Not all bosses are great leaders and not all leaders are bosses. Do you know the difference between a boss and a leader? Which should you aspire to be?
Everyone has a boss. Even bosses have bosses whether they work for major corporations or small businesses. Owners of such enterprises themselves have the shareholders or customers to answer to in order to keep the business moving and growing.
In today’s fast-paced, competitive and money driven society, the boss has, in many cases, ceased from being a leader and has strictly become a higher up who spouts orders and expects them to be obeyed without question. Such behavior has resulted in businesses being filled with disgruntled employees who no longer work for the common good of the company, but reluctantly show up to their “job” in order to draw a paycheck or become ravenous dogs fighting it out for the top spots so they can give the orders.
However, the underlying attitudes produced by such actions can be quite damaging to a business as bosses become chariot taskmasters cracking whips to drive their employees onward towards the goal. It is much healthier for all involved if companies hire and nurture leaders who are willing to take the lead positions and pull their employees forward by example.
The major difference between bosses and leaders is that bosses create disharmony, reluctance and internal fighting which can make reaching the goal difficult while leaders provide encouragement, pride and cooperation which not only drives the business to reach the goal, but quite often surpasses the goal. In a race between the two chariots, the one being drawn by the leader will ultimately reach the finish line before the one being whipped and prodded by a dictatorial task master. The employees of the leader will also have elevated spirits that are rearing and raring to tackle the next race.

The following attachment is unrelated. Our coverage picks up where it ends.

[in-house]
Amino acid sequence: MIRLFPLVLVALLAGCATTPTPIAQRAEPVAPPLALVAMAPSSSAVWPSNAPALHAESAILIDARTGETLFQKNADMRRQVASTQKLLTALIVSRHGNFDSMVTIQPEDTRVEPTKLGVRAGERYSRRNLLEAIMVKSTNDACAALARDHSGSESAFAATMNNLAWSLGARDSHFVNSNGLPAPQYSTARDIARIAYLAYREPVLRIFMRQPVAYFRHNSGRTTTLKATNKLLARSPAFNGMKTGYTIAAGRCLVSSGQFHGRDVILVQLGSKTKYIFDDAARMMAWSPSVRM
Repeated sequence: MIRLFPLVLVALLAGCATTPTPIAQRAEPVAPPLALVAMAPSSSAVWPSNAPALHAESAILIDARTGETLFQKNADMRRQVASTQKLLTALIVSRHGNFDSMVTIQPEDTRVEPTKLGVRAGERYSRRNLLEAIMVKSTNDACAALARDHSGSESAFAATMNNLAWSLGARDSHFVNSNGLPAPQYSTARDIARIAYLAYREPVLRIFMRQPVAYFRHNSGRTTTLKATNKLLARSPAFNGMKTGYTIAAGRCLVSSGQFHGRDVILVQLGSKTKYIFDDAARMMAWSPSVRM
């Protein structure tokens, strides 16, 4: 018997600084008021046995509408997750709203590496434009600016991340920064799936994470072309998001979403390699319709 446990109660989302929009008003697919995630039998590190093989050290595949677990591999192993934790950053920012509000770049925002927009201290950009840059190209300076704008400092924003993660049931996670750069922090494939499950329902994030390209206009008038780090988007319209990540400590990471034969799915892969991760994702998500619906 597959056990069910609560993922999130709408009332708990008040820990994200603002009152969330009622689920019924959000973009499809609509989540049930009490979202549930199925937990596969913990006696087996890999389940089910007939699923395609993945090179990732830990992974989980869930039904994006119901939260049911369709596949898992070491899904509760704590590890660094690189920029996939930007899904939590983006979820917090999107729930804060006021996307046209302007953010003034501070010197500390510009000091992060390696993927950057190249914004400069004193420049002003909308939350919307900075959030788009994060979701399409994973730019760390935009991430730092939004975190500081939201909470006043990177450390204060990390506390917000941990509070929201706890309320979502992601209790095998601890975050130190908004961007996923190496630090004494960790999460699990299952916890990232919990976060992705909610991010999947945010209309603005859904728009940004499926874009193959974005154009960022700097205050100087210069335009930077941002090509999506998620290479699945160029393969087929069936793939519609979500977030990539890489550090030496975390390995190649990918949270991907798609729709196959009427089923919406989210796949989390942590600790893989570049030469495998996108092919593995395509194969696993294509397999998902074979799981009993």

Characteristics of the Boss
Although ‘boss’ is generally defined as a person who is in charge of overseeing workers, its use as an adjective reflects someone who gives orders in a manner that is domineering. This, in a nutshell, is the root characteristic of a boss.
The boss tends to only work towards the goals set by their higher ups so that they look good. Because profits have become the ‘golden idle’ of business, bosses tend to exploit those under them by paying them the least amount possible while extracting the most work that they can.
The boss drives his underlings onward through fear and intimidation. They set their authority as the supreme law for those under them who are expected to serve and toil without question. They demand respect simply based on their position and, if questioned, will dole out swift punishments or offer severe threats that send the brow-beaten employees back to their laborious tasks in the rank and file system.
Characteristics of the Leader
A leader also has the authority to manage, but they tend to have a much more positive influence. ‘Leader’ is synonymous with ‘conductor’ and is defined as the principal performer of a group such as the lead horse in the chariot scenario. The leader takes charge by example and those under his influence are encouraged and given direction accordingly.
The leader provides an admirable example for his employees to follow. He inspires his followers to perform and reach towards his level of expertise which, in turn, improves their skills and experience. The team is, therefore, strengthened by the leader’s example as they are provide clear guidance and all are exalted in their abilities.
Employees of the leader are also edified and made to feel an active part of the business whole. This is because the leader encourages his employees to make suggestions, offer ideas, discuss pros and cons, all of which strengthen the fabric of the overall business. A leader may spend the extra time and money on morale-building activities or additional training like error prevention or leadership training because he or she knows it will benefit the company’s employees and enrich them as people.